Money Mechanics is a website run by three self-styled “financial consultants” who offer financial tuneup services in and around the Toronto area. On their website, they appear to hold what at first glance appears to be reasonable views on financial topics but follow it up with investment ideas that are, at best, unworkable and at worst detrimental to one’s financial well-being.
Take for instance, the suggestion that one should not view one’s home as an investment (let’s be charitable and assume that the sloppy math that ignored the imputed rent from owning a home is an oversight). It sounds perfectly reasonable because as any homeowner will tell you, houses cost a bundle in property taxes, insurance and maintenance every year and we pretty much hold the same opinion that a home is a place to live and rise a family, not an investment portfolio.
So, you would think that the remedy proposed would be something along the lines of rent a home and invest the difference. But no, that’s not what these “consultants” have in mind. They instead propose investing in “global real estate”, which I initially understood to mean a diversified portfolio of global REITs. Wrong again. The consultants brag about investment opportunities such as “the most beautiful patch of land” on top of a giant hill with a gorgeous view of the ocean in… Costa Rica. Or a gorgeous, pre-construction, resort in Barbados with “guaranteed returns”.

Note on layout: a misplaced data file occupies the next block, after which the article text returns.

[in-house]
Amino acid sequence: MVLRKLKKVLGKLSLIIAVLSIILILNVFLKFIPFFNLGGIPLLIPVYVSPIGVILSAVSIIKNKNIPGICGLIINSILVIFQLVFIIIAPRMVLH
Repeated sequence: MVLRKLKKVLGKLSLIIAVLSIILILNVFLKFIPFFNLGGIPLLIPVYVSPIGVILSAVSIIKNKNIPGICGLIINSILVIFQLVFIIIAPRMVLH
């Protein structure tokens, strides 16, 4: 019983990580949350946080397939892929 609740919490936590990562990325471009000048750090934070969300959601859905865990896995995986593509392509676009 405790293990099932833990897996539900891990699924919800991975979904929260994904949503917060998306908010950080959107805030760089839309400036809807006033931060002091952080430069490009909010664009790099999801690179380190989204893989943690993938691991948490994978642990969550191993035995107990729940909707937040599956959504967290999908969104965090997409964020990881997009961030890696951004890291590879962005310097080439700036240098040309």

And the same people who diligently pointed out that owning a home could be risky, mention the word risk exactly… never. Perhaps the fact that they are brokering these real estate deals might have coloured their views. No matter. A quick Google search reveals the significant risks involved in investing in Costa Rican real estate. Risk as in losing your entire investment to fickle government rules, squatters or plain old expropriation (without compensation). And Costa Rica is supposed to be an “established” democracy. One shudders to think of the state of affairs in unestablished democracies and dictatorships in the Caribbean and Central America. Say what you want about real estate in Toronto or Vancouver. At least, the risk of squatters moving into your home or Government stealing it from you is close to nil.
I could go on but I think I’ve made my point. The website carries more articles along these lines:
We pay too much in taxes… but we can show you how to save up to 100 percent on your income tax (for a fee, of course).
Mutual funds are a terrible idea… but you should own more gold (and we can help you with that).
Your advisor recommends products that pay him fat fees… but fees play no part in our rose-tinted view of Costa Rican land deals.
If the quality of suggestions on the website are anything to go by, this might be one tune up you can safely skip.